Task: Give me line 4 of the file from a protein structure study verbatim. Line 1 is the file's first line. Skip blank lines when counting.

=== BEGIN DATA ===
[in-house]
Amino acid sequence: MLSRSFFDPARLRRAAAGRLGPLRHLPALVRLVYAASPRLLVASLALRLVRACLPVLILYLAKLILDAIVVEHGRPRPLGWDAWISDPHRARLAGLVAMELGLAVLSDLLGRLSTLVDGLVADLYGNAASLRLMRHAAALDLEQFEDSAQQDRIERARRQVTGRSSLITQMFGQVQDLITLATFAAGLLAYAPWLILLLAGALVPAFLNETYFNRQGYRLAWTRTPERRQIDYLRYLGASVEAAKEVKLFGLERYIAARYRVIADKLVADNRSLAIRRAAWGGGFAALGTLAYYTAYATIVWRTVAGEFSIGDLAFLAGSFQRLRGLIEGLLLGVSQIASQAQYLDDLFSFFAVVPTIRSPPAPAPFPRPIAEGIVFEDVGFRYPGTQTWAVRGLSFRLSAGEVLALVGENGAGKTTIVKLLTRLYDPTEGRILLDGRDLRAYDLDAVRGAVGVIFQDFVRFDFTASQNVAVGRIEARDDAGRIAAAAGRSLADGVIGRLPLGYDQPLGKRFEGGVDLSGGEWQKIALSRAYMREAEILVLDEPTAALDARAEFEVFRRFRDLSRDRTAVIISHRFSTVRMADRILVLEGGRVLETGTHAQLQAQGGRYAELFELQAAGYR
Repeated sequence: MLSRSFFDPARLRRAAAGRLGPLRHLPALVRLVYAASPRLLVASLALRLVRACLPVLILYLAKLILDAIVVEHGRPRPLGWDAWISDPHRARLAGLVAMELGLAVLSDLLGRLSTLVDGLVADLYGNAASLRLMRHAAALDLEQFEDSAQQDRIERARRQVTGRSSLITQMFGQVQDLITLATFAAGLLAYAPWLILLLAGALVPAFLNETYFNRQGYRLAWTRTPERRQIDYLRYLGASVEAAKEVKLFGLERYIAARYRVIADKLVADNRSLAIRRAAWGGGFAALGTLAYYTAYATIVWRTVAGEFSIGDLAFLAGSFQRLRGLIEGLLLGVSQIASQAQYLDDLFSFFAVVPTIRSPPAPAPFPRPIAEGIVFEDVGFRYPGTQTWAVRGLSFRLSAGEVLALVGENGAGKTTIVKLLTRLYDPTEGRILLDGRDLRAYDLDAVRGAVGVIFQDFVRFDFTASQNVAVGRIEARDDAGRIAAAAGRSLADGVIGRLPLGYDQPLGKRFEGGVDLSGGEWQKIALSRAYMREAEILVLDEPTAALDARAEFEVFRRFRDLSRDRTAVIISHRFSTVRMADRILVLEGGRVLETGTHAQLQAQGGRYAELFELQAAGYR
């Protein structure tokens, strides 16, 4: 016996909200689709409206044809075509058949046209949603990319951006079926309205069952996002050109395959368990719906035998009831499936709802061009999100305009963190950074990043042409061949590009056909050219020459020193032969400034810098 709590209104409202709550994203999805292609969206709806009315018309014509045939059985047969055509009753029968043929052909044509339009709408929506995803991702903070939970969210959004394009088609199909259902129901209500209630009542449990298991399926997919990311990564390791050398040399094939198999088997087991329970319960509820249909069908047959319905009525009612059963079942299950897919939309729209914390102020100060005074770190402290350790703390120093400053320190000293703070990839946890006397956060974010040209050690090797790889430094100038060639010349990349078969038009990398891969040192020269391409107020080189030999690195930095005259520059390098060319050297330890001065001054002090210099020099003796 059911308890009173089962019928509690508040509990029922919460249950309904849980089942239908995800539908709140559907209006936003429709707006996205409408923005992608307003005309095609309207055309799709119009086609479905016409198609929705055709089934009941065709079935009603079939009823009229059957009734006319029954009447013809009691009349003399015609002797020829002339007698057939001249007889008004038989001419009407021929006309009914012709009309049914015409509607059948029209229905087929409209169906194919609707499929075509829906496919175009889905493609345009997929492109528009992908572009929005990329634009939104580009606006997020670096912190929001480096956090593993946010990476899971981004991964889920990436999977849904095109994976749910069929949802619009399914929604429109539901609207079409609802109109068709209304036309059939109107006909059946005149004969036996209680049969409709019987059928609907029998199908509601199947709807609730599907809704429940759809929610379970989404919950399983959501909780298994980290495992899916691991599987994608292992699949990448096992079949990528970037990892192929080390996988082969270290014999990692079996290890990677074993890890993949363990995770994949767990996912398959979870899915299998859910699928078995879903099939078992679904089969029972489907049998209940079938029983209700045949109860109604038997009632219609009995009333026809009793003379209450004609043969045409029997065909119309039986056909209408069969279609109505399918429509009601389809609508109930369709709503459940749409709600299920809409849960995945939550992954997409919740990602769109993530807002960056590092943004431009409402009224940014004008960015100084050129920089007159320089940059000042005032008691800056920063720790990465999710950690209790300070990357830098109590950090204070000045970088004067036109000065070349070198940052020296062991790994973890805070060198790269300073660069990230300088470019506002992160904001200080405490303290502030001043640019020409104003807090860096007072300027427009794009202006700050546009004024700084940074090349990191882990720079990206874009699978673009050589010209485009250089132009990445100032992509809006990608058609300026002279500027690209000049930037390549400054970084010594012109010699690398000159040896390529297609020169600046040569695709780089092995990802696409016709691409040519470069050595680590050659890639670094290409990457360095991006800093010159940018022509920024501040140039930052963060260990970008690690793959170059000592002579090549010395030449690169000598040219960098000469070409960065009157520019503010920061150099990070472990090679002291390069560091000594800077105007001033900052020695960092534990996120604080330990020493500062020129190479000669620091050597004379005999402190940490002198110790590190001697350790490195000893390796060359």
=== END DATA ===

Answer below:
């Protein structure tokens, strides 16, 4: 016996909200689709409206044809075509058949046209949603990319951006079926309205069952996002050109395959368990719906035998009831499936709802061009999100305009963190950074990043042409061949590009056909050219020459020193032969400034810098 709590209104409202709550994203999805292609969206709806009315018309014509045939059985047969055509009753029968043929052909044509339009709408929506995803991702903070939970969210959004394009088609199909259902129901209500209630009542449990298991399926997919990311990564390791050398040399094939198999088997087991329970319960509820249909069908047959319905009525009612059963079942299950897919939309729209914390102020100060005074770190402290350790703390120093400053320190000293703070990839946890006397956060974010040209050690090797790889430094100038060639010349990349078969038009990398891969040192020269391409107020080189030999690195930095005259520059390098060319050297330890001065001054002090210099020099003796 059911308890009173089962019928509690508040509990029922919460249950309904849980089942239908995800539908709140559907209006936003429709707006996205409408923005992608307003005309095609309207055309799709119009086609479905016409198609929705055709089934009941065709079935009603079939009823009229059957009734006319029954009447013809009691009349003399015609002797020829002339007698057939001249007889008004038989001419009407021929006309009914012709009309049914015409509607059948029209229905087929409209169906194919609707499929075509829906496919175009889905493609345009997929492109528009992908572009929005990329634009939104580009606006997020670096912190929001480096956090593993946010990476899971981004991964889920990436999977849904095109994976749910069929949802619009399914929604429109539901609207079409609802109109068709209304036309059939109107006909059946005149004969036996209680049969409709019987059928609907029998199908509601199947709807609730599907809704429940759809929610379970989404919950399983959501909780298994980290495992899916691991599987994608292992699949990448096992079949990528970037990892192929080390996988082969270290014999990692079996290890990677074993890890993949363990995770994949767990996912398959979870899915299998859910699928078995879903099939078992679904089969029972489907049998209940079938029983209700045949109860109604038997009632219609009995009333026809009793003379209450004609043969045409029997065909119309039986056909209408069969279609109505399918429509009601389809609508109930369709709503459940749409709600299920809409849960995945939550992954997409919740990602769109993530807002960056590092943004431009409402009224940014004008960015100084050129920089007159320089940059000042005032008691800056920063720790990465999710950690209790300070990357830098109590950090204070000045970088004067036109000065070349070198940052020296062991790994973890805070060198790269300073660069990230300088470019506002992160904001200080405490303290502030001043640019020409104003807090860096007072300027427009794009202006700050546009004024700084940074090349990191882990720079990206874009699978673009050589010209485009250089132009990445100032992509809006990608058609300026002279500027690209000049930037390549400054970084010594012109010699690398000159040896390529297609020169600046040569695709780089092995990802696409016709691409040519470069050595680590050659890639670094290409990457360095991006800093010159940018022509920024501040140039930052963060260990970008690690793959170059000592002579090549010395030449690169000598040219960098000469070409960065009157520019503010920061150099990070472990090679002291390069560091000594800077105007001033900052020695960092534990996120604080330990020493500062020129190479000669620091050597004379005999402190940490002198110790590190001697350790490195000893390796060359």